US won’t budge on Zim sanctions

2010-05-11 09:50

Zimbabwe’s reform-minded Prime Minister Morgan Tsvangirai yesterday

urged the US to recognise Zimbawe’s democratic progress as he appeared to

suggest it ease sanctions.

But there was no sign US President Barack Obama’s administration

would ease sanctions targeted at President Robert Mugabe and his loyalists, the

people with whom Tsvangirai has shared power uneasily for more than a

year.

The US – along with the European Union – maintains a travel ban and

asset freeze on Mugabe, his wife and inner circle in protest at controversial

elections and alleged human rights abuses by his government.

In an interview with AFP, Tsvangirai appeared to make the case for

at least an easing of US sanctions when he visited Washington for talks with US

Secretary of State Hillary Clinton.

Tsvangirai said he came “to update her on the latest situation in

the country in terms of where the bottlenecks are, where progress has been made,

and what the United States should do”.

Tsvangirai said: “There should be a recognition by Washington that

there is progress but a perception that progress may not be sufficient to

convince the American government.”

He said he told Clinton: “It’s for you (the United States) to judge

us on the basis of what has been done on the ground, not the perception of

Mugabe. Mugabe is the past. We’re talking about the future of the

country.”

The reality, he said, is that Mugabe agreed last month to set up

commissions to open newspapers, establish a new independent electoral

commission, draft a new constitution and create a national healing

program.

Tsvangirai said: “Surely that is sufficient confirmation of

Mugabe’s commitment to reform.”

He said that under article four of the global political agreement,

which led to the power-sharing arrangement in February last year, the sanctions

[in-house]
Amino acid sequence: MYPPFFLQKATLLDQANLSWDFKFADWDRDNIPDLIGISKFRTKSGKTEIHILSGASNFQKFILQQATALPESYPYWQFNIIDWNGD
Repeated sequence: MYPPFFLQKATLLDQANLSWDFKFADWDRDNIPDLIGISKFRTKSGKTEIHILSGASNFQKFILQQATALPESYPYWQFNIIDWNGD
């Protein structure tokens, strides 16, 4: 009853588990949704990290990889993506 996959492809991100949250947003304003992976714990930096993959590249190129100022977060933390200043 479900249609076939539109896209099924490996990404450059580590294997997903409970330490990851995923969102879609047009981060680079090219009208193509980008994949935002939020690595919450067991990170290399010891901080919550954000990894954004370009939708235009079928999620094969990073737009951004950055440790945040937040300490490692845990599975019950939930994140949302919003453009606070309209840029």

should be lifted when certain political conditions are met.

But Washington appeared circumspect about the premier’s visit: “The

secretary and prime minister discussed how we can best assist the people of

Zimbabwe and foster greater democratic reform and political opening in

Zimbabwe,” Clinton’s spokesperson Philip Crowley said.

A State Department official said on condition of anonymity that

Tsvangirai has been campaigning for an easing of sanctions even though basic

parts of the power-sharing agreement “have not been fulfilled” by Mugabe.

Mugabe has argued for easing sanctions in exchange for simply

talking about rather than actually making Tsvangirai’s opposition Movement for

Democratic Change (MDC) a full-fledged partner in the government.

The official said: “Unfortunately, Tsvangirai and some members of

the MDC seem to buy that argument and are willing to go out and engage in this

campaign to get the sanctions eased. The United States cannot do that.”

Tsvangirai earlier welcomed as “very positive” a Zimbabwean judge’s

acquittal of Roy Bennett, a top aide, in an alleged plot to topple Mugabe,

ending a trial that had threatened the fragile unity government.

Bennett, a white farmer, was arrested last year shortly before he

was due to be sworn in as deputy agriculture minister.

But the premier acknowledged other steps had to be taken to shore

up the fragile unity government.

In Harare last week, for example, Tsvangirai called for a speedy

resolution of major disagreements over key appointments as well as security

sector reform.

Clinton welcomed Tsvangirai’s return to Washington, after a trip

here in June last year in which Obama pledged $73?million in aid to Zimbawe to

develop basic services like water and sanitation on top of humanitarian

aid.

Clinton said: “We continue to support the efforts for reform and

positive changes inside Zimbabwe. And of course the prime minister has played a

major role in attempting to move his country on the right path.”


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